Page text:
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Editors' picks #7 - Christmas Special

Four of our Film & TV writers have chosen their favourite holiday films to savour in the last few days before Christmas.

The Film & TV editors and four of our writers have chosen their favourite holiday films to savour this Christmas.

Black Mirror: White Christmas, 2014
Dir: Carl Tibbetts
Chosen by Patrick Sullivan, Film & TV Editor


IMDb / Black Mirror / Channel 4

It starts with the Wizzard classic ‘I Wish It Could Be Christmas Everyday’ and unravels slowly after establishing a Christmas dinner scenario with two strangers, Matt and Potter, played by the smooth Jon Hamm and the tetchy Rafe Spall. Matt (Hamm) is an invasive love guru who uses the latest technology to feed live information and guidance to his pathetic clientele, and streams it all to an online audience. Classic Black Mirror.

What makes White Christmas an exceptional episode of the anthology series and an unconventional Christmas pick, are the layers of mystery on offer. From Matt and Potter’s location and purpose, to the encounter between virgin Harry (Rasmus Hardiker) and schizophrenic Jennifer (Natalia Tena), and the technologies of the ‘Z eye’, ‘cookies’, and real life ‘blocking’, there is plenty to wrap the mind around. Black Mirror: White Christmas is a lengthy episode of TV for those who prefer a dramatic, shocking Christmas.

Home Alone, 1990
Dir: Chris Columbus
Chosen by Luke Silverman, Film & TV Deputy Editor


IMDb / Twentieth Century Fox

If you are looking for a film to put a smile on your face, then look no further than this comedy classic. Macaulay Culkin plays Kevin McAllister, one of many in the McAllister family. When the family leave to go on holiday for Christmas, Kevin is accidentally left behind amidst the confusion. This leaves Kevin to fend for himself. However, the real hilarity starts when a pair of robbers, played by the brilliant duo Joe Pesci and Daniel Stern, decide to target the McAllister home, figuring it is empty. All out war between Kevin and the so called ‘wet bandits’ ensues with slapstick comedy galore. This brilliant film never gets old, and having watched it multiple times, it only seems to get funnier the more I see it!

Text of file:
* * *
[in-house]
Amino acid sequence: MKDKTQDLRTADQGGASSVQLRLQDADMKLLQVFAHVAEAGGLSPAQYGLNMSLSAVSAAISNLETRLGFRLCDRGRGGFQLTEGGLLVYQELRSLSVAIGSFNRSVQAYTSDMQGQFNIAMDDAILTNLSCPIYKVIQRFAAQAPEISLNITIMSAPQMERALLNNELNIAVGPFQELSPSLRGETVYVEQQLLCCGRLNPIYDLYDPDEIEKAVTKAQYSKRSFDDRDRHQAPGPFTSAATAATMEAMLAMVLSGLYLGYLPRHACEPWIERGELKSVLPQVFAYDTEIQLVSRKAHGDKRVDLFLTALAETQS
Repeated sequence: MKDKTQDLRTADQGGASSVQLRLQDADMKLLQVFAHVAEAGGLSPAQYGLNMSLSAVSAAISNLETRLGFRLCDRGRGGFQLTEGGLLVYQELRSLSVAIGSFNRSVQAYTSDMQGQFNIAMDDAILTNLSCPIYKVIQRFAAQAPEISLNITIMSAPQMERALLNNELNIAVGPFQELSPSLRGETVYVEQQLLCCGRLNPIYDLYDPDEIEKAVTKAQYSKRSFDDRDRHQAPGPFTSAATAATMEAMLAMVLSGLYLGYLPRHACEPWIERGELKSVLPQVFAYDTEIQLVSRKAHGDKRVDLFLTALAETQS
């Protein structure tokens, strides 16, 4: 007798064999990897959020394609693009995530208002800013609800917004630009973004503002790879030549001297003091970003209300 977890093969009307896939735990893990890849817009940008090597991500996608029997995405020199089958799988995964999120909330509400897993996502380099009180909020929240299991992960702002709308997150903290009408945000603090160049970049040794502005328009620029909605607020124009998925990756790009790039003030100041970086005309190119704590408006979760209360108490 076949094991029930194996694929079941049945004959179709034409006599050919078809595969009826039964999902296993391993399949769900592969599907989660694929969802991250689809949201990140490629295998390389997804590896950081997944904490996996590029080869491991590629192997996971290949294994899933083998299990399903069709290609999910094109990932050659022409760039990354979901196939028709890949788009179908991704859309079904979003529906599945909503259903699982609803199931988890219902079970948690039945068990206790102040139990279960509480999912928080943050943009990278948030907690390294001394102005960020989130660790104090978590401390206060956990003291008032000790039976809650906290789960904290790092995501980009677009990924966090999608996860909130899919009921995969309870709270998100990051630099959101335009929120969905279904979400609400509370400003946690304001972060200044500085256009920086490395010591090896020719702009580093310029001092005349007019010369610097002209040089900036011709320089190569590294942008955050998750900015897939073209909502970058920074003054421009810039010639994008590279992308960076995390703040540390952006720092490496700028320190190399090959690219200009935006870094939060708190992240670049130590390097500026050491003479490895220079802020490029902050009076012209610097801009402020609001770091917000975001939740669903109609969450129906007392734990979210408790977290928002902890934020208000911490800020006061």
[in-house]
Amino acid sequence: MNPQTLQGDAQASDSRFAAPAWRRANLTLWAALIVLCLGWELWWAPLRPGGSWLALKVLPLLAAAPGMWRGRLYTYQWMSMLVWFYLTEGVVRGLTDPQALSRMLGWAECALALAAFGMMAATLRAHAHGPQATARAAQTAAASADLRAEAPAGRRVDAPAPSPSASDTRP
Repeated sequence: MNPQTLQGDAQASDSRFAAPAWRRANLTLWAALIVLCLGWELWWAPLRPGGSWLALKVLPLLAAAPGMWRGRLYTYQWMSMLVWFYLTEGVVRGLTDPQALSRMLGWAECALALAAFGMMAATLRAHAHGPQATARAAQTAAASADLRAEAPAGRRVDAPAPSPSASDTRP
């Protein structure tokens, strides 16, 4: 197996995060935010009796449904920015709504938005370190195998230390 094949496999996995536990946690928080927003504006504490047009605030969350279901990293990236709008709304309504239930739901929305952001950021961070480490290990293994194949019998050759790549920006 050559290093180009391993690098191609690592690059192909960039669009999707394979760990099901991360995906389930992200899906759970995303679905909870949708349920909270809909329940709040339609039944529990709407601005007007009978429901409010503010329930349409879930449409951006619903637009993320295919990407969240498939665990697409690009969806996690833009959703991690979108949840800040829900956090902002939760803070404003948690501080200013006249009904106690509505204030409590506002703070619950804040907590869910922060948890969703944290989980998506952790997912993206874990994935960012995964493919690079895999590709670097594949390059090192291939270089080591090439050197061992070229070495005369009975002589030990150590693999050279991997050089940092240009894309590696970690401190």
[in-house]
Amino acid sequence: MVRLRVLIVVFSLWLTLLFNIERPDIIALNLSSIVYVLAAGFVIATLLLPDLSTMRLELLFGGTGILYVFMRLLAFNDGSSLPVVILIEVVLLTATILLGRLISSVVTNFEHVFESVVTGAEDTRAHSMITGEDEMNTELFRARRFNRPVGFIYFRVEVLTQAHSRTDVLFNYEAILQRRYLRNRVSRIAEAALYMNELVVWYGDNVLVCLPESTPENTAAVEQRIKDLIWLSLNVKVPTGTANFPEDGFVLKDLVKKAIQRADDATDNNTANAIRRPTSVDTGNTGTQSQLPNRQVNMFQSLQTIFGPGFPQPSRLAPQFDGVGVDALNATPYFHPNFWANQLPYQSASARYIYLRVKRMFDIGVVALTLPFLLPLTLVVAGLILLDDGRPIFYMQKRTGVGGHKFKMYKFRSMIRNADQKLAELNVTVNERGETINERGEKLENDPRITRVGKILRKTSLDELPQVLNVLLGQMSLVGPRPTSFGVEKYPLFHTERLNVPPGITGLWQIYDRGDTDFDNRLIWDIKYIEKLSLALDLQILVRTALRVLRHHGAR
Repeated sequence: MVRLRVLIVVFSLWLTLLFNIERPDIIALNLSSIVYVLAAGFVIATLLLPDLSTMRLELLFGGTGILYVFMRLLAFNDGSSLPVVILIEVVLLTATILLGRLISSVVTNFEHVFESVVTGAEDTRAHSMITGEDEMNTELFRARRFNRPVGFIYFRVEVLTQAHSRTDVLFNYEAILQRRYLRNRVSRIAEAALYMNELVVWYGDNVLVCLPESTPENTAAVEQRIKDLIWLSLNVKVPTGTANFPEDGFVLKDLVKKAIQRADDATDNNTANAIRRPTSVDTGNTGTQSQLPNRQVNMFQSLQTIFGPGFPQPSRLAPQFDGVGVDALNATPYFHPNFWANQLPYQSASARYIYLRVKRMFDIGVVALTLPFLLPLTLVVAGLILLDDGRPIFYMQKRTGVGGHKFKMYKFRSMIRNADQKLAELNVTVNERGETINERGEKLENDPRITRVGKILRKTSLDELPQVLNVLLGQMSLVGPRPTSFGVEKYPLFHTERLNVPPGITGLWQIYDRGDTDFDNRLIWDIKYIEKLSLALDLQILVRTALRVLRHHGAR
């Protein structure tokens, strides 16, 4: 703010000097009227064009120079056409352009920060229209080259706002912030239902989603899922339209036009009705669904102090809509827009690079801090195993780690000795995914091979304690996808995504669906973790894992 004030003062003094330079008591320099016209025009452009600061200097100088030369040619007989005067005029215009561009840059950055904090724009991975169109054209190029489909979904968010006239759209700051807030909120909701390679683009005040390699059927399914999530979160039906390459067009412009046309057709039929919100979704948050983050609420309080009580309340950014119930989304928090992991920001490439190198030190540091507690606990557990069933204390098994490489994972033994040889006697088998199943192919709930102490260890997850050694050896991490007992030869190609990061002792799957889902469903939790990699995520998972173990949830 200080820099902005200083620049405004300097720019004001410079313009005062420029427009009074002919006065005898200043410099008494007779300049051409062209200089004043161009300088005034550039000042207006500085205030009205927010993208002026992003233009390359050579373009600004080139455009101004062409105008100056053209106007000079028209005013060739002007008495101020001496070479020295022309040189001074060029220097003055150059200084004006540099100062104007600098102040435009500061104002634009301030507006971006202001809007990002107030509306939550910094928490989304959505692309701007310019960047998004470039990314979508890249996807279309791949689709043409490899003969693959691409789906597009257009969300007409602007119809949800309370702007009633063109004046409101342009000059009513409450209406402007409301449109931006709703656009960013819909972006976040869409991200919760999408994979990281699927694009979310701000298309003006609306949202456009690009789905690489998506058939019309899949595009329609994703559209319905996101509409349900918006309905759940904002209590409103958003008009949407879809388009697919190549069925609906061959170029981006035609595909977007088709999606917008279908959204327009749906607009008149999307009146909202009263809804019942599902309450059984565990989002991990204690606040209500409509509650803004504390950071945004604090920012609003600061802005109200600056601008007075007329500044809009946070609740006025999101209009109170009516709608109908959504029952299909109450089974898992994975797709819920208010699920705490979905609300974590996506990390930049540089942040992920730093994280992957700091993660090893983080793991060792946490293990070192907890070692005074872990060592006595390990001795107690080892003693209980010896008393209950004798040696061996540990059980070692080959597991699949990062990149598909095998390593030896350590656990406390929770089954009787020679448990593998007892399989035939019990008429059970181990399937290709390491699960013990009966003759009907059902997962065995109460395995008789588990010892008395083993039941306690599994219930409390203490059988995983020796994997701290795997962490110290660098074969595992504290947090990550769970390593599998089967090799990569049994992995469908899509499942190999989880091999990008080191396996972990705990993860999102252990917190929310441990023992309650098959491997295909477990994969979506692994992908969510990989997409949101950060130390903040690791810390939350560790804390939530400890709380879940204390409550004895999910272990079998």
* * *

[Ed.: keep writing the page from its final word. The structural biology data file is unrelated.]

The Muppet Christmas Carol, 1992
Dir: Brian Henson
Chosen by James Turnbull, Film & TV Online Editor


IMDb / Walt Disney Pictures

You know The Muppet Christmas Carol is something special when Michael Caine can cry ‘This is Fozziwig's old rubber chicken factory!’ and it doesn’t take you out of the magic of the film for a single second. This beloved adaptation of Charles Dickens’ A Christmas Carol features the heartwarming whimsy and memorable musical numbers you’d expect from The Muppets, but the sheer emotional power is what sticks with me - and that comes from Michael Caine’s turn as Scrooge. He commits to every second, as if the supporting cast didn’t all have puppeteers’ hands up their backsides opening their mouths for them. For me, Christmas isn’t Christmas without it.

The Apartment, 1960
Dir: Billy Wilder
Chosen by Miles Jackson, Student Film Correspondent



Is there a film that presents Christmas’ best qualities better than Billy Wilder’s The Apartment? Despite the wryly satirical depiction of office life and wage slave capitalism, the film exudes warmth, kindness and decency. The yuletide romcom follows Bud - a lowly insurance clerk whose bosses use his apartment for extramarital affairs - and his yearning for Fran, the elevator operator in his building. Not once does the film shy away from presenting horrifically dark subject matter, up to and including suicide, yet it does so with an exceedingly light touch, with ingenious visual comedy and Jack Lemmon’s heart-melting performance anchoring the darkness in a compassionate warmth. Much like Christmas itself, the film takes a ruthless, wintry world and finds a glimmer of hope in it.

Love Actually, 2003
Dir: Richard Curtis
Chosen by Ethan Luc, Chief Proofreader


IMDb / Universal Pictures

If you google Love Actually reviews, you’d be forgiven for thinking all film critics were heartless monsters. ‘Love? Actually, no.’ But chances are if you ask the people around you, they would cite it as the greatest Christmas film of all time. Why?